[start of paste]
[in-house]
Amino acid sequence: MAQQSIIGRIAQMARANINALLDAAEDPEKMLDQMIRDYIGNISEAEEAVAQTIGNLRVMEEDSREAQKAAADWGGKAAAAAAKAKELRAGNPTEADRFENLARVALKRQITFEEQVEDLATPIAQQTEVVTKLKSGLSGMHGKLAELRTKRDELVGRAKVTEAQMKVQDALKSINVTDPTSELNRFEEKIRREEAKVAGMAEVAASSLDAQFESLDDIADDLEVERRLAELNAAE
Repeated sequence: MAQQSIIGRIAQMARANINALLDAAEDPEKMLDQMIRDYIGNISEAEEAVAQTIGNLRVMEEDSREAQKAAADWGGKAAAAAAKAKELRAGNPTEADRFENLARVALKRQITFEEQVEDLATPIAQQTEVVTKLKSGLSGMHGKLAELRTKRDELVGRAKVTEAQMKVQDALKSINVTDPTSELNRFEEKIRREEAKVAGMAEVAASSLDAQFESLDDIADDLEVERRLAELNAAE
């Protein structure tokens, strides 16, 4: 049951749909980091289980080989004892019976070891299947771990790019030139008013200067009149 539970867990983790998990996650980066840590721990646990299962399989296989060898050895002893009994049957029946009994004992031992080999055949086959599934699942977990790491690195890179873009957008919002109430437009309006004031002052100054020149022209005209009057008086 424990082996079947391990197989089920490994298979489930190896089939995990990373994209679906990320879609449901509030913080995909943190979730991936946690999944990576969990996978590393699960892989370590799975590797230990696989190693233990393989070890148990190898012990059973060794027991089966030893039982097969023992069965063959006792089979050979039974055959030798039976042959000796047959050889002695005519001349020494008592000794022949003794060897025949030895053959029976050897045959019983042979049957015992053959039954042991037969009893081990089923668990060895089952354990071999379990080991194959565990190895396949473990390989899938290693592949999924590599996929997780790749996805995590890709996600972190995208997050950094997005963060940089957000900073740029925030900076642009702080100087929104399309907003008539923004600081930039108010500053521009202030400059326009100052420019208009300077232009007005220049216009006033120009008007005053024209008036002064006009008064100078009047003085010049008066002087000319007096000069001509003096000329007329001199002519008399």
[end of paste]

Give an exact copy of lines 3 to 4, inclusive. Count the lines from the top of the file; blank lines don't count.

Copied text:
Repeated sequence: MAQQSIIGRIAQMARANINALLDAAEDPEKMLDQMIRDYIGNISEAEEAVAQTIGNLRVMEEDSREAQKAAADWGGKAAAAAAKAKELRAGNPTEADRFENLARVALKRQITFEEQVEDLATPIAQQTEVVTKLKSGLSGMHGKLAELRTKRDELVGRAKVTEAQMKVQDALKSINVTDPTSELNRFEEKIRREEAKVAGMAEVAASSLDAQFESLDDIADDLEVERRLAELNAAE
């Protein structure tokens, strides 16, 4: 049951749909980091289980080989004892019976070891299947771990790019030139008013200067009149 539970867990983790998990996650980066840590721990646990299962399989296989060898050895002893009994049957029946009994004992031992080999055949086959599934699942977990790491690195890179873009957008919002109430437009309006004031002052100054020149022209005209009057008086 424990082996079947391990197989089920490994298979489930190896089939995990990373994209679906990320879609449901509030913080995909943190979730991936946690999944990576969990996978590393699960892989370590799975590797230990696989190693233990393989070890148990190898012990059973060794027991089966030893039982097969023992069965063959006792089979050979039974055959030798039976042959000796047959050889002695005519001349020494008592000794022949003794060897025949030895053959029976050897045959019983042979049957015992053959039954042991037969009893081990089923668990060895089952354990071999379990080991194959565990190895396949473990390989899938290693592949999924590599996929997780790749996805995590890709996600972190995208997050950094997005963060940089957000900073740029925030900076642009702080100087929104399309907003008539923004600081930039108010500053521009202030400059326009100052420019208009300077232009007005220049216009006033120009008007005053024209008036002064006009008064100078009047003085010049008066002087000319007096000069001509003096000329007329001199002519008399």